MESA, ARIZONA, February 23, 2012, (—At the last Republican presidential debate before voters in Michigan and Arizona cast their votes, Newt Gingrich labeled Barack Obama the real abortion “extremist” because of his opposition to a bill that would have required doctors to care for babies who were born alive after failed abortions – a vote Gingrich said condoned “infanticide.”

The audience booed CNN moderator John King at Wednesday night’s debate in Mesa, Arizona, when he asked if each candidate “believes in birth control.” 

The former House speaker, who has a habit of reformulating questions during debates, told King, “I just want to point out, you did not once in the 2008 campaign—not once did anybody in the elite media—ask why Barack Obama voted in favor of legalizing infanticide.”

He referred to Obama’s votes as a state senator to oppose the Illinois Born Alive Infant Protection Act in 2001, 2002, and 2003. Jill Stanek, a nurse at Christ Hospital in Oak Lawn, exposed abortionists’ practice of abandoning babies born alive after failed abortions, leaving them to die in a hospital utility room. Ultimately, Obama gave 10 different reasons for voting against the bill — from protests that it would undercut Roe v. Wade to allegations that Stanek and others lied under oath.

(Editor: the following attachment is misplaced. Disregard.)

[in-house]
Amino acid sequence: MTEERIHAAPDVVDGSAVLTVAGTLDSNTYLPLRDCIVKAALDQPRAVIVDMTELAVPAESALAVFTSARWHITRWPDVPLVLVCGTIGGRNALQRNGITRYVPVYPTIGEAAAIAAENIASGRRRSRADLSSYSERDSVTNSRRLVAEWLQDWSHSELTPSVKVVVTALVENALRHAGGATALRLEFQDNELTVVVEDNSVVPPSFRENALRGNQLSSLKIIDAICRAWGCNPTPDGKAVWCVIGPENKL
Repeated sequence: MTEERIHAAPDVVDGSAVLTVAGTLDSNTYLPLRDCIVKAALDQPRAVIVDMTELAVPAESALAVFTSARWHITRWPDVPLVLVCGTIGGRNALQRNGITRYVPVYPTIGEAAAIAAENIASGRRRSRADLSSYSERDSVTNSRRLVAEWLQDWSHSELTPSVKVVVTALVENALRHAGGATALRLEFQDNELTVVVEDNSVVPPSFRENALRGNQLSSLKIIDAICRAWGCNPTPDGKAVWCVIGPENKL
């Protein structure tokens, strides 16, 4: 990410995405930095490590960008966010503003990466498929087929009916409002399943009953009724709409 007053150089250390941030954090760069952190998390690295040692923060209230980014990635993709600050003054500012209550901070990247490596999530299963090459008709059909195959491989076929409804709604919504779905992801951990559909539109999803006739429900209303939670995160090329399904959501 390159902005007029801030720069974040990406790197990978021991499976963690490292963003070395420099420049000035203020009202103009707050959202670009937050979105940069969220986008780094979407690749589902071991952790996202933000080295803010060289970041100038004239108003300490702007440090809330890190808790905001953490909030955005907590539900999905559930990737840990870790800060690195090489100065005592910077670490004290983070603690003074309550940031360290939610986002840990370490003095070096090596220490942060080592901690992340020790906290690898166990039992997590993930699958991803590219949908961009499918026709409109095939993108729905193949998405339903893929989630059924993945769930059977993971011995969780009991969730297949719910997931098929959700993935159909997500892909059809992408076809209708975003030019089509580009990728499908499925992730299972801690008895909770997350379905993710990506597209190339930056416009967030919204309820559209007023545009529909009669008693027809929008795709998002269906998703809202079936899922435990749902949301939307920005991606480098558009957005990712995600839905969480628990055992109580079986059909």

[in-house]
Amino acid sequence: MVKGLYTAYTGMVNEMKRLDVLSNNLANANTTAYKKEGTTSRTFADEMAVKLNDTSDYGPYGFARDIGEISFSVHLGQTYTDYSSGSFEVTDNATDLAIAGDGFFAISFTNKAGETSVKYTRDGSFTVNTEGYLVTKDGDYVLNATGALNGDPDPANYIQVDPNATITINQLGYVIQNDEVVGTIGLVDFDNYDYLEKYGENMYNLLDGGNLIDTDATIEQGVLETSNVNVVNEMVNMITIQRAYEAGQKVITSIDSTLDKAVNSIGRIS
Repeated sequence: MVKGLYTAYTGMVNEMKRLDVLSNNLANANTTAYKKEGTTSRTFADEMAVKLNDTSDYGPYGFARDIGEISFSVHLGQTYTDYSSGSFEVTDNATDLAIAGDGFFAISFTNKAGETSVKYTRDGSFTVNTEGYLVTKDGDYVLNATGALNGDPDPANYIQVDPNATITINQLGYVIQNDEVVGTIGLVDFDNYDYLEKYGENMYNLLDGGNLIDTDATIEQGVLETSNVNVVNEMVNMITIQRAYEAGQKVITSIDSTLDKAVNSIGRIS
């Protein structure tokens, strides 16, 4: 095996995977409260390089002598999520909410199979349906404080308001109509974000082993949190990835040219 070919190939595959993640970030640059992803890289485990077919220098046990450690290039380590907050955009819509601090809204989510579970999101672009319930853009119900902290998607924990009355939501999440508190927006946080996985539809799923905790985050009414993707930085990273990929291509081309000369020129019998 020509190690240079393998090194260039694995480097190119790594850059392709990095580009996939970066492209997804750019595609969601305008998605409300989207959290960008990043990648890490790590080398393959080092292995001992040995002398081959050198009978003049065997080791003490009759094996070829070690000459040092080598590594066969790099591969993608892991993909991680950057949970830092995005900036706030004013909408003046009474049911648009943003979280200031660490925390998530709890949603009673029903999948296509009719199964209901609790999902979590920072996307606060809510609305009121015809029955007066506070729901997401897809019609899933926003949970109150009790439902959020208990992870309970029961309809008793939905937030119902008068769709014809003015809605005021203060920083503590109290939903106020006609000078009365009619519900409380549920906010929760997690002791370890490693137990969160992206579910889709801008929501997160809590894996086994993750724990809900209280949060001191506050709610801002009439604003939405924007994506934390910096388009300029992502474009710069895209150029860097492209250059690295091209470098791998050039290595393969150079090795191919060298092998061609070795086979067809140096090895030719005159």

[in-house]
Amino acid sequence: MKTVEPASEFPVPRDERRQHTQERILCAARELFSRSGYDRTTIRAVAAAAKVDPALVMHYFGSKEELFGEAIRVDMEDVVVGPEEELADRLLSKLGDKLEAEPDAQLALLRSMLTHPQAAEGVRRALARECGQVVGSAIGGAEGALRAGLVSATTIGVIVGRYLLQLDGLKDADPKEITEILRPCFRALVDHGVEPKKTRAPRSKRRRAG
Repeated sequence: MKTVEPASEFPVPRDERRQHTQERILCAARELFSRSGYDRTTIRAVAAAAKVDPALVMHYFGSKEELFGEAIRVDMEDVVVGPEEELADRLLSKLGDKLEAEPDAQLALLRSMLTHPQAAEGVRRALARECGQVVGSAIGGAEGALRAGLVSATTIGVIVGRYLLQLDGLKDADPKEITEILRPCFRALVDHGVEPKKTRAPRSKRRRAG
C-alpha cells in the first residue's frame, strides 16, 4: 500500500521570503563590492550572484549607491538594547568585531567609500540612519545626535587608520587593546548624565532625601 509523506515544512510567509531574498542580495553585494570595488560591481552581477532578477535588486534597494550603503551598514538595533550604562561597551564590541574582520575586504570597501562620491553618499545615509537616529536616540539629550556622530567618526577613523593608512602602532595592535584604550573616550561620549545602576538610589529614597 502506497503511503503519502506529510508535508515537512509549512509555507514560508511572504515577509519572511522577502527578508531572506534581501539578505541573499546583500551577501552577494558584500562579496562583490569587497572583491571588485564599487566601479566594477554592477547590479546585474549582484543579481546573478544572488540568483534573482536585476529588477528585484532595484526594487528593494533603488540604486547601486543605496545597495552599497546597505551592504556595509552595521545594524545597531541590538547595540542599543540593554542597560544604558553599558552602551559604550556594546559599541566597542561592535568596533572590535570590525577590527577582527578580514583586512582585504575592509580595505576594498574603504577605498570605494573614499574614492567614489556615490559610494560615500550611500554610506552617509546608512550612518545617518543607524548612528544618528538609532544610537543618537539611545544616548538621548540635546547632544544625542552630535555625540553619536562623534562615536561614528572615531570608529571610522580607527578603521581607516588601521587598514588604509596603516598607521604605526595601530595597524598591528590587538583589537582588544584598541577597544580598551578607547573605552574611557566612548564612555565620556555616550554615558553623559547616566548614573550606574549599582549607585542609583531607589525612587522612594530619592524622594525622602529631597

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President George W. Bush signed the federal version of the Born Alive Infant Protection Act in 2002. The federal bill had passed the U.S. House in an overwhelming 380-15 vote, with a majority of outspokenly pro-abortion representatives still supporting the legislation. Even after NARAL withdrew its opposition to the federal version of the bill, Obama had continued to oppose the state version.

“If we’re going to have a debate about who the extremist is on these issues, it is President Obama who, as a state senator, voted to protect doctors who killed babies who survived the abortion,” Gingrich said. “It is not the Republicans.”

King’s question targeted Rick Santorum, who has been outspoken in his opposition to abortion and about his belief in his church’s teachings on contraception. In October, Santorum told an interviewer, “One of the things I will talk about that no president has talked about before is I think the dangers of contraception in this country, the whole sexual libertine idea.”

At Wednesday’s debate, he affirmed his opposition to sex outside marriage and the rising illegitimacy rate, which is now 40 percent.

“Here’s the difference between me and the Left – and they don’t get this,” Santorum said. “Just because I’m talking about it doesn’t mean I want a government program to fix it. That’s what they do. That’s not what we do.”